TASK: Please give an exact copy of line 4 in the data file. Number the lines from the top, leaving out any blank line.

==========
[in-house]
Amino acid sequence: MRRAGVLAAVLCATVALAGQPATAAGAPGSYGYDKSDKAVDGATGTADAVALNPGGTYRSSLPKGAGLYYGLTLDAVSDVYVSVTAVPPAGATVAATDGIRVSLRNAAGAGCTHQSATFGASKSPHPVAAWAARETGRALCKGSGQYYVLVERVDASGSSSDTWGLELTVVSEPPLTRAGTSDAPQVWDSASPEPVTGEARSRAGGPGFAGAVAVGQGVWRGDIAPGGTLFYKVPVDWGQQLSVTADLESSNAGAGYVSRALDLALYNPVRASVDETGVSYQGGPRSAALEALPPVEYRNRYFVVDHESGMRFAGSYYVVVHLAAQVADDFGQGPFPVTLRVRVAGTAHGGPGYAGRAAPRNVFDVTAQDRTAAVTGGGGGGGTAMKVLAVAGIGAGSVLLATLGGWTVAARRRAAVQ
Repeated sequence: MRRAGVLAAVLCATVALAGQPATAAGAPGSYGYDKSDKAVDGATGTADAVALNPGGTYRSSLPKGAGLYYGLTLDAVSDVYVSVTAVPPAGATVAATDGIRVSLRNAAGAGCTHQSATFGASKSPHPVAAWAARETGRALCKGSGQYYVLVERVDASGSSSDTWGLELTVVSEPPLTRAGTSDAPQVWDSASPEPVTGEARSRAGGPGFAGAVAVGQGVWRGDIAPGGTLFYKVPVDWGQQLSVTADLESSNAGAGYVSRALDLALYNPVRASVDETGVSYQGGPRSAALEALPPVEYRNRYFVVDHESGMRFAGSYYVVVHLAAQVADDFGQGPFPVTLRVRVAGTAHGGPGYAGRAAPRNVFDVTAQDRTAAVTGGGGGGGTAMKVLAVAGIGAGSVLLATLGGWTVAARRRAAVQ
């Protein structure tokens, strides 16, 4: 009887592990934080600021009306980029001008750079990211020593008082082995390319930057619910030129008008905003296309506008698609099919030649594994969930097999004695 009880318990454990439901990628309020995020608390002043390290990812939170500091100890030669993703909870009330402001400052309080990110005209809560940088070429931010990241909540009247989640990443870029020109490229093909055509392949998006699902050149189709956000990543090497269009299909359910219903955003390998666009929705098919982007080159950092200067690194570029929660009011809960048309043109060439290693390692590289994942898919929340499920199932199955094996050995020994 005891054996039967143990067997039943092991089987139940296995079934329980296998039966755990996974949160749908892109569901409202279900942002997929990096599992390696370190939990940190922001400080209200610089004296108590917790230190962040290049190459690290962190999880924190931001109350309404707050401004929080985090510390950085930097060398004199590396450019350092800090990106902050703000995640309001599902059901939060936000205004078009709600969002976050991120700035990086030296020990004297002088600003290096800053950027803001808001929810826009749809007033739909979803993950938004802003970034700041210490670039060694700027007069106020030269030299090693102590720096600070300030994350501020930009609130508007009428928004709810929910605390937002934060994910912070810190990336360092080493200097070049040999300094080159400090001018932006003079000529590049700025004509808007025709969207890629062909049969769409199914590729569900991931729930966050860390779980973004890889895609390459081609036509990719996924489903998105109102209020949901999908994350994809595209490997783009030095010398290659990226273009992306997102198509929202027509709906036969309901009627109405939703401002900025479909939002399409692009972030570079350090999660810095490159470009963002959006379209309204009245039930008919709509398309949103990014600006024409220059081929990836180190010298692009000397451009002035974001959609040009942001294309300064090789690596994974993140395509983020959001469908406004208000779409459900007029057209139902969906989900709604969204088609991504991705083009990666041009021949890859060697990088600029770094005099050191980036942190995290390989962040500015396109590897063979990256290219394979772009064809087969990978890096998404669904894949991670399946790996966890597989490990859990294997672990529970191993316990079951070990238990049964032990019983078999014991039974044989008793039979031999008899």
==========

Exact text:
């Protein structure tokens, strides 16, 4: 009887592990934080600021009306980029001008750079990211020593008082082995390319930057619910030129008008905003296309506008698609099919030649594994969930097999004695 009880318990454990439901990628309020995020608390002043390290990812939170500091100890030669993703909870009330402001400052309080990110005209809560940088070429931010990241909540009247989640990443870029020109490229093909055509392949998006699902050149189709956000990543090497269009299909359910219903955003390998666009929705098919982007080159950092200067690194570029929660009011809960048309043109060439290693390692590289994942898919929340499920199932199955094996050995020994 005891054996039967143990067997039943092991089987139940296995079934329980296998039966755990996974949160749908892109569901409202279900942002997929990096599992390696370190939990940190922001400080209200610089004296108590917790230190962040290049190459690290962190999880924190931001109350309404707050401004929080985090510390950085930097060398004199590396450019350092800090990106902050703000995640309001599902059901939060936000205004078009709600969002976050991120700035990086030296020990004297002088600003290096800053950027803001808001929810826009749809007033739909979803993950938004802003970034700041210490670039060694700027007069106020030269030299090693102590720096600070300030994350501020930009609130508007009428928004709810929910605390937002934060994910912070810190990336360092080493200097070049040999300094080159400090001018932006003079000529590049700025004509808007025709969207890629062909049969769409199914590729569900991931729930966050860390779980973004890889895609390459081609036509990719996924489903998105109102209020949901999908994350994809595209490997783009030095010398290659990226273009992306997102198509929202027509709906036969309901009627109405939703401002900025479909939002399409692009972030570079350090999660810095490159470009963002959006379209309204009245039930008919709509398309949103990014600006024409220059081929990836180190010298692009000397451009002035974001959609040009942001294309300064090789690596994974993140395509983020959001469908406004208000779409459900007029057209139902969906989900709604969204088609991504991705083009990666041009021949890859060697990088600029770094005099050191980036942190995290390989962040500015396109590897063979990256290219394979772009064809087969990978890096998404669904894949991670399946790996966890597989490990859990294997672990529970191993316990079951070990238990049964032990019983078999014991039974044989008793039979031999008899």